Anyway we were soon seated and studying the menu, while also considering what to drink. The charming sommelier, Leagh Barkley, and his Brazilian sidekick helped us negotiate what is a considerable list, which was how we ended up ordering a €110 bottle of Saint Julien as recommended, and decanted, by the lovely Guilherme Braga Silva.
It was excellent, but it was for later in the meal. First there was Champagne, naturally.
We considered the tasting menu, then bottled out, on the grounds that we’d done two full menus over the previous two nights and we should probably be nice to our digestive systems. Two courses it would be, though we might just have cheese if there was any wine left.
Chef Nicolas Nguyen Van Hai is clearly keen to get at least one star back and it showed in the cooking. His Asian influences were also to the fore, especially early on, with a couple of amuse bouches, including a prawn wrapped in a crunchy coating, and tasting completely of the sea.
There was also a radish, carved, pickled, and presented on a tiny skewer as a jewel-like bite of freshness, alongside a teensy Asian taco. So we knew the kitchen could do artistic and clever. What else could it do?
Next was a scallop ceviche, again tasting exactly as you might wish, soft, tender, tasty, and very pretty, with tiny gems of fruit scattered over it, nestling in some pickled seaweed. Excellent stuff, and all before we actually saw the dishes we’d ordered.
Rolls arrived, with firm, crisp crusts and soft, springy interiors, along with a glass of white wine each to have with our starters. We shared a plate of white asparagus in an unctuous dressing, very eggy, with a scattering of Parmesan to provide a lift and a contrast to the bitterness of the vegetable.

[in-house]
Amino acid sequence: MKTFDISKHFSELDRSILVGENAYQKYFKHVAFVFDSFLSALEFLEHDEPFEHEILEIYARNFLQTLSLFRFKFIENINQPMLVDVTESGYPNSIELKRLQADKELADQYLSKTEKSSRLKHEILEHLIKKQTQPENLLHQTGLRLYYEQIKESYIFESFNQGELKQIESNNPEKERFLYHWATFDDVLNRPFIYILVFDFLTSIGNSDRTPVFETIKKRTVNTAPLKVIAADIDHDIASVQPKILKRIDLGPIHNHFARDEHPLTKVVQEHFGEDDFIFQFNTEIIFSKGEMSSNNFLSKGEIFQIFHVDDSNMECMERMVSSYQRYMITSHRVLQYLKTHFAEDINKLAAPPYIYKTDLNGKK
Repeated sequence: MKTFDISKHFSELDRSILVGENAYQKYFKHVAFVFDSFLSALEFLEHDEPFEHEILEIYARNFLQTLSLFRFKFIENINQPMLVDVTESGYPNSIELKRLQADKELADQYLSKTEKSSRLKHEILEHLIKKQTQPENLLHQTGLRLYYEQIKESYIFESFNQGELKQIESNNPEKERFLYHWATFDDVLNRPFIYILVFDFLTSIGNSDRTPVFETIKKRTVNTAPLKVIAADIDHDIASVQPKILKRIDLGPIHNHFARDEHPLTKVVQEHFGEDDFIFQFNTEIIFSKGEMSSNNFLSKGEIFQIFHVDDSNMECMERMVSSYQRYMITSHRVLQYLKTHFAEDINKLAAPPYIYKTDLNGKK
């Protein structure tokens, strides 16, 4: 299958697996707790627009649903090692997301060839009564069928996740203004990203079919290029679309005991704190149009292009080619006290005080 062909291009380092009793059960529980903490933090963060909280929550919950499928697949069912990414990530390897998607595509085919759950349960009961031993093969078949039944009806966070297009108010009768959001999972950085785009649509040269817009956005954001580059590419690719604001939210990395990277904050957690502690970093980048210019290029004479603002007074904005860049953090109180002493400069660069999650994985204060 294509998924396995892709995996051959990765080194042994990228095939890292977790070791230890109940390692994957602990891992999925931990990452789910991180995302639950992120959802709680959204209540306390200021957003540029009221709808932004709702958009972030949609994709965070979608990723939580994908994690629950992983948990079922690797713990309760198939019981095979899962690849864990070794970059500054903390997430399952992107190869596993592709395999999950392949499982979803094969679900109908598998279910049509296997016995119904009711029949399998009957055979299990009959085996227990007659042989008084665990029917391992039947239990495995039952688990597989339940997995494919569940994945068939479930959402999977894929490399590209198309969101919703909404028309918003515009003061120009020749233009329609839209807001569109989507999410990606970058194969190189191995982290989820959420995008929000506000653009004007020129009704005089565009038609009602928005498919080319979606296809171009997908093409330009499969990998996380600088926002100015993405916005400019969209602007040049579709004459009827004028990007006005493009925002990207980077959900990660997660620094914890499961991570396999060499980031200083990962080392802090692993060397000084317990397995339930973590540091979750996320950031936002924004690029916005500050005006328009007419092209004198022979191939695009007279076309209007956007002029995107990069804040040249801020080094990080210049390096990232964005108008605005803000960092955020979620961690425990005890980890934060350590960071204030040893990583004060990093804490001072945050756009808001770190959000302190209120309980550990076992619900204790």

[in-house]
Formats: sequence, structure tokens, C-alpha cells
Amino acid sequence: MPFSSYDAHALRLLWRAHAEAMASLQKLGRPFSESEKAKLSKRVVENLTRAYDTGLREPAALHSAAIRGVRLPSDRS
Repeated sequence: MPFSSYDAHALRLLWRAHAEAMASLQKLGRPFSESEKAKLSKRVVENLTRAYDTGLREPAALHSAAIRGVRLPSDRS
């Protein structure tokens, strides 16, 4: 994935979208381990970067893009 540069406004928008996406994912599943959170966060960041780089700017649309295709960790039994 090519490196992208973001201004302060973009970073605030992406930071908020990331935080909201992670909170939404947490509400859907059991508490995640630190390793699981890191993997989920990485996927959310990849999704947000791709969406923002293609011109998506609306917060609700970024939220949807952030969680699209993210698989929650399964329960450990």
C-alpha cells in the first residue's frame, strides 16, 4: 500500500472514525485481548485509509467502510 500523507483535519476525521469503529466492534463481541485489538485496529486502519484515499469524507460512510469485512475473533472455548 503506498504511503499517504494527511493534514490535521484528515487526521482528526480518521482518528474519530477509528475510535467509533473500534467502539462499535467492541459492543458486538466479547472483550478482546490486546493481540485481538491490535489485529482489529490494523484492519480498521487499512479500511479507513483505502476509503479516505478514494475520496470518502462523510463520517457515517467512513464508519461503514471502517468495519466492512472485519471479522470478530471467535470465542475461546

We also shared foie gras, which came on a puffed quinoa cracker, shavings of the meat making a creamy mouthful that worked well with the mild crunch of the cracker.
The wine, which had already been decanted, was ready as the mains arrived. There was a fabulous pigeon, cooked pink, the meat soft, almost carvable with a spoon, with a couple of bon bons of pigeon meat, a croquette, and some fresh greens. Lovely. The iron of the greens worked very well with the tang of the pigeon.
I only wish I’d managed better pictures. The other main was lamb, again beautifully cooked, which was no surprise at all, and I thoroughly enjoyed it, but would probably go for the pigeon on a future visit.
We decided we could not manage any more food, but then someone wheeled the cheese past us. We’re weak willed and easily led, what can I say? We asked for the waiter’s favourite local cheeses and happily nibbled on the results while we finished off the wine. And we ended up with a small dessert because the staff thought we shouldn’t be allowed to leave without trying their ice cream at least.
And then there were petit fours, both delicious and delicate.
A brief chat with the chef, and then we wandered back to the hotel, which fortunately was a lot easier than getting to the restaurant had been, even with needing to negotiate the many dug up pavements that have resulted from the building of the new Bordeaux tramline, Line D.